Leo D'Angelo Fisher Columnist

Leo covers management and leadership issues, business trends and corporate strategy. He is a former senior business writer at The Bulletin and a former host of The Business Hour on 3AW.

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Ten throws up another repeat of ‘this CEO is the one’

Published 25 February 2013 12:08, Updated 25 February 2013 22:40

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Ten throws up another repeat of ‘this CEO is the one’

Hamish McLennan... Ten’s fifth chief executive in two years, and one with very close links to News Corp. Photo: Peter Braig

The Ten Network, like any free-to-air television station, is not shy when it comes to running repeats, so perhaps the “here we go again” chief executive merry-go-round should not be considered out of the ordinary. Ten Network Holdings’ new chief executive Hamish McLennan, who takes up his position on March 18, becomes Ten’s fifth chief executive in two years.

His predecessor, James Warburton, who was unambiguously dismissed by the Ten board on Friday, held his position for just 13 months. He had been hand-picked by Ten chairman Lachlan Murdoch, who had briefly served as interim chief executive prior to Warburton’s appointment when chief executive Grant Blackley was moved on in 2011.

The television industry has never been a place for the delicate of heart, so Warburton will not be entirely surprised by the board’s decision to give “notice of termination . . . effective immediately”, despite reports that Murdoch had assured him in December that his job was safe. In the volatile, hard-nosed world of television, perhaps Murdoch meant it at the time. Or perhaps he didn’t.

Warburton presided over a line up of deep cuts, failed shows, falling ratings and falling advertising revenue – and a loss of $12.9 million for the 2012 financial year. Although hardly an auspicious start, it’s difficult to imagine what the board expected of Warburton in just 13 months.

The board, and his champion Lachlan Murdoch, wanted him badly enough to fight his previous employer, Kerry Stokes’ Seven Network, in court, resulting in Warburton, nicknamed “Mr Ambitious”, going on gardening leave for 10 months before he could take up his new role at Ten.

The board’s action leaves no doubt that it considers Warburton to have failed in his mission to lift the performance of the struggling Ten network. But given that his tenure was so dramatically truncated – the board could not even bear to contemplate Warburton serving his two-year contract – then surely his appointment and subsequent failure must also be board’s failure.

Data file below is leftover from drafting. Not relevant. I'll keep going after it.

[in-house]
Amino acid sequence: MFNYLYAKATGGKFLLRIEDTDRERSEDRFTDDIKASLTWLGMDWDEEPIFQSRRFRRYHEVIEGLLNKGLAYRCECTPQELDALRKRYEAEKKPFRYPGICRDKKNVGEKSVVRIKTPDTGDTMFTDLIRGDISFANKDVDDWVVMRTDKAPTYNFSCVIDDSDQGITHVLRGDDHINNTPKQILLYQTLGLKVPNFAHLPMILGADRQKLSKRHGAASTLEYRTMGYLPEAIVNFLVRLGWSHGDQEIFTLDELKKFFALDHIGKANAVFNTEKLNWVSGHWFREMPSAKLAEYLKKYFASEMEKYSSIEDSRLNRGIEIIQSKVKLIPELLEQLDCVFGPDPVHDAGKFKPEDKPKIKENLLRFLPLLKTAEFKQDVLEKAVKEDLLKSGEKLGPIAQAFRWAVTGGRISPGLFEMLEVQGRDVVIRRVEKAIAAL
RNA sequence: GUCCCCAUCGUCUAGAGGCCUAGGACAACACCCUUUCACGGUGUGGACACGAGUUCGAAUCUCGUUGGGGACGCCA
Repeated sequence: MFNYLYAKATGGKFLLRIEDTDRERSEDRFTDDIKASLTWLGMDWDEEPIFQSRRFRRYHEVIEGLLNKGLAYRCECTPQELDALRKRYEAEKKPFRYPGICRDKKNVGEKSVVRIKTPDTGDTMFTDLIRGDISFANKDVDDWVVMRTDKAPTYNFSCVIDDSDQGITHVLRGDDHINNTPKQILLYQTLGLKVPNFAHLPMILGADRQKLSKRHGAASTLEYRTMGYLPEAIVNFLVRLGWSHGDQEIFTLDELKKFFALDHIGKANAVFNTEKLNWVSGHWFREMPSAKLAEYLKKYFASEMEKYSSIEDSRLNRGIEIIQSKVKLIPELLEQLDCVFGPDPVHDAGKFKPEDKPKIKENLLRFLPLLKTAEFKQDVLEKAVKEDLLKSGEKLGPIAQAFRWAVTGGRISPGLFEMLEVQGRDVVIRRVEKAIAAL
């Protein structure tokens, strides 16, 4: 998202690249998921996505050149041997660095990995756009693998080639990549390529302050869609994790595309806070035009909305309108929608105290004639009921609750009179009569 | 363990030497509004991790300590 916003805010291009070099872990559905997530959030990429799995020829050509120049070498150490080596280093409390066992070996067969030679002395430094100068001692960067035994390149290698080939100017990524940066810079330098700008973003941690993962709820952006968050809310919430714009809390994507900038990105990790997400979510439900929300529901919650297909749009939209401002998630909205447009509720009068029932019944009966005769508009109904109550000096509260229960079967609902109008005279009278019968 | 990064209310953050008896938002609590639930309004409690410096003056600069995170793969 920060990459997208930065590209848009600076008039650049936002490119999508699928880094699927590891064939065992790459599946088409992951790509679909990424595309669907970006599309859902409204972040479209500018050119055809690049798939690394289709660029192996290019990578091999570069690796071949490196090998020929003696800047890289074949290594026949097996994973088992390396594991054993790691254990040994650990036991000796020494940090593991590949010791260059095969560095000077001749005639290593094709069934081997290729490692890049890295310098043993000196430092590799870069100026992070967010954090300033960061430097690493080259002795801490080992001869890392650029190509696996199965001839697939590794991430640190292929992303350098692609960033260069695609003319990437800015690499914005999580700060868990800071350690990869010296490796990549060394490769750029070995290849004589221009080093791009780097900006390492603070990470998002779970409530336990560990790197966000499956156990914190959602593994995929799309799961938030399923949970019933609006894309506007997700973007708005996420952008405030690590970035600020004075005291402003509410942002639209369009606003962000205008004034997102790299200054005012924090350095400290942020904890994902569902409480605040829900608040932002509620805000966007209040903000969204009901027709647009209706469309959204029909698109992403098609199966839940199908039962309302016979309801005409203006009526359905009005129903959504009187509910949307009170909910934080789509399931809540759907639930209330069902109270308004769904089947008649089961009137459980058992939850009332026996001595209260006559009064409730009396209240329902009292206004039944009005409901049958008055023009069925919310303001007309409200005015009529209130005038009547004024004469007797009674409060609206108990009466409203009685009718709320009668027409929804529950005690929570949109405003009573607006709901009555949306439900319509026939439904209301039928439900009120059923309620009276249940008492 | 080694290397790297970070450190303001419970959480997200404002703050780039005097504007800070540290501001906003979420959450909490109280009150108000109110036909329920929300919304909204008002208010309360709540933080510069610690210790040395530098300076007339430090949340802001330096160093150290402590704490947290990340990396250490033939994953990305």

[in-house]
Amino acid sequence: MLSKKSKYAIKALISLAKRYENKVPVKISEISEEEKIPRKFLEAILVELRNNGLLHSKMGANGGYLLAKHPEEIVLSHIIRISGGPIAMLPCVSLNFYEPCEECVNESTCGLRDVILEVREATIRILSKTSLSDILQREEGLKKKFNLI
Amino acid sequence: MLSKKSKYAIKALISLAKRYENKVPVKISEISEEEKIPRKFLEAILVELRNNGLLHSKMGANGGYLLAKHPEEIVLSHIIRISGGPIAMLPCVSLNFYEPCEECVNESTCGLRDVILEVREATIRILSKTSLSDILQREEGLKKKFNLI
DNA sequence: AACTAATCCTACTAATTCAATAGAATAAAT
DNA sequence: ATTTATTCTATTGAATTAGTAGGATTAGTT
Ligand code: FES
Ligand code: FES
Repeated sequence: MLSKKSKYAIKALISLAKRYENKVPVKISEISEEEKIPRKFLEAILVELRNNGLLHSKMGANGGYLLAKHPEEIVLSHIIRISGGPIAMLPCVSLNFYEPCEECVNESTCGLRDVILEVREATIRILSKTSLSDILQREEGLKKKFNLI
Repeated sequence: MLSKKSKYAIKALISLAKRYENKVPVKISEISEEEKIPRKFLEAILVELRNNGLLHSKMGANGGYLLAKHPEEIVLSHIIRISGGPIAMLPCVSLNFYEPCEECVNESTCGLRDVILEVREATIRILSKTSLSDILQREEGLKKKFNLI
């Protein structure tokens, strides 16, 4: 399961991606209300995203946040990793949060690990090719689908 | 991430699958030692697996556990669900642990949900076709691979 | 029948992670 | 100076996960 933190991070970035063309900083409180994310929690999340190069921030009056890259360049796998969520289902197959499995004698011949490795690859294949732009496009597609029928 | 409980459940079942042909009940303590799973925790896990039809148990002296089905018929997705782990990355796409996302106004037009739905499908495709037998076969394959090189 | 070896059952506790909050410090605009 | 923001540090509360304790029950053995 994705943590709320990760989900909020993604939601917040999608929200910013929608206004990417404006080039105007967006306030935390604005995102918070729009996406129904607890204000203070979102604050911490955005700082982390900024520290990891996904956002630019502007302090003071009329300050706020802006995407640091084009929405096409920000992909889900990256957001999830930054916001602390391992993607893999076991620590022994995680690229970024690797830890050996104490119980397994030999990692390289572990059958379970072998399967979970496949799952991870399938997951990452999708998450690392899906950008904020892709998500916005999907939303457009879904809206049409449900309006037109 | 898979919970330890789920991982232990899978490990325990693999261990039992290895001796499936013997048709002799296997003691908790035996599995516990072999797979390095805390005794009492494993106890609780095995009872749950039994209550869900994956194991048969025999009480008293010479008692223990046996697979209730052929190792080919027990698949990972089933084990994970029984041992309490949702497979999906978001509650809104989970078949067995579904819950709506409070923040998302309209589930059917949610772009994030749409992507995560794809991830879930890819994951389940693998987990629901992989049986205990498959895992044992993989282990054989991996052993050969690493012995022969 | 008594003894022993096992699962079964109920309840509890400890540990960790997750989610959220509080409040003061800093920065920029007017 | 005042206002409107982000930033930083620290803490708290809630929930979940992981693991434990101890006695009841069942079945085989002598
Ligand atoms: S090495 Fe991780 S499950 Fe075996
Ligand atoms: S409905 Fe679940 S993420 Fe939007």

From a corporate governance perspective, Warburton’s departure should prompt some soul searching at the Ten board. It’s all well and good for Lachlan Murdoch to declare McLennan a “world class CEO with a strong record”. Is he suggesting that Warburton was not? In which case, on what basis was he appointed?

The finer points of corporate governance niceties, let alone introspection, are unlikely to be first-order priorities at Ten. The Ten board, which includes billionaires chairman Lachlan Murdoch (who owns a 9 per cent stake), James Packer (9 per cent), Gina Rinehart (10 per cent) and regional TV broadcaster Bruce Gordon (15 per cent), is of a more entrepreneurial bent.

For that reason, the board is unlikely to be troubled by the perception that the relationship between Ten and News Corporation is uncomfortably close. McLennan is currently executive vice-president, office of the chairman, at News Corp – in effect, chairman Rupert Murdoch’s right hand man. Rupert’s son Lachlan, as well as chairman of Ten, is a director of News Corp.

It is incumbent on the Ten board to ensure that it has the right leadership at the helm of the company. It may well be that McLennan, a prominent advertising industry chief executive prior to joining News, is just the man to revitalise Ten. But now it’s up to the board to show that it takes its corporate governance responsibilities just as seriously and that the chief executive merry-go-round of its making should not cause investors outside the billionaires’ bloc unease. Appointing new chief executives is the board’s right, but it’s also a responsibility that deserves more consideration and consistency than has been in evidence to date.

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